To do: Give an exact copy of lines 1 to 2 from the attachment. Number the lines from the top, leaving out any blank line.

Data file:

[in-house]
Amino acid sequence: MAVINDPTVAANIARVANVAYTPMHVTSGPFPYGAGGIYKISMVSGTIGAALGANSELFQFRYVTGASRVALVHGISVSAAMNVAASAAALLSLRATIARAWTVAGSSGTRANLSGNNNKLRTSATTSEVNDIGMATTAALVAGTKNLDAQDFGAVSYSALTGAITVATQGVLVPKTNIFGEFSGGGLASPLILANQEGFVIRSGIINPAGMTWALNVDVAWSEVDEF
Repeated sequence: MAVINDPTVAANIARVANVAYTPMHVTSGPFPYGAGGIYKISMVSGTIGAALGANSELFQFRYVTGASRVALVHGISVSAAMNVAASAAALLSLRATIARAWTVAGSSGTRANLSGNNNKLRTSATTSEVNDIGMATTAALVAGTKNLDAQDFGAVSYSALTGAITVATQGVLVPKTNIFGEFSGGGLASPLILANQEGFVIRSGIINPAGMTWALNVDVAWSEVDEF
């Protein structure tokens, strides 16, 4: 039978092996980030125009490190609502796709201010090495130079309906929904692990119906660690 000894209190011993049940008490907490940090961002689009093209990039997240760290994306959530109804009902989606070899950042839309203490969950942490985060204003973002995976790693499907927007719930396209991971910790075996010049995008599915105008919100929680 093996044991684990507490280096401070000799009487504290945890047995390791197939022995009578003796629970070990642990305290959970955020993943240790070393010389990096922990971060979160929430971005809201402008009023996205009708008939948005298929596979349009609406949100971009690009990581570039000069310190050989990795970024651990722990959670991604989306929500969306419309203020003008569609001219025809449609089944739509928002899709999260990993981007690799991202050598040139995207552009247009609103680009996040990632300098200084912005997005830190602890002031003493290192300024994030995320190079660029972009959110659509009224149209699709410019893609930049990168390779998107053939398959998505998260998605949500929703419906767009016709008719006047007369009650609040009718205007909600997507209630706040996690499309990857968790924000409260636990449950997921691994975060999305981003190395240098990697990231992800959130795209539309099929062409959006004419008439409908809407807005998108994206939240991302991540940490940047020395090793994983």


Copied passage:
[in-house]
Amino acid sequence: MAVINDPTVAANIARVANVAYTPMHVTSGPFPYGAGGIYKISMVSGTIGAALGANSELFQFRYVTGASRVALVHGISVSAAMNVAASAAALLSLRATIARAWTVAGSSGTRANLSGNNNKLRTSATTSEVNDIGMATTAALVAGTKNLDAQDFGAVSYSALTGAITVATQGVLVPKTNIFGEFSGGGLASPLILANQEGFVIRSGIINPAGMTWALNVDVAWSEVDEF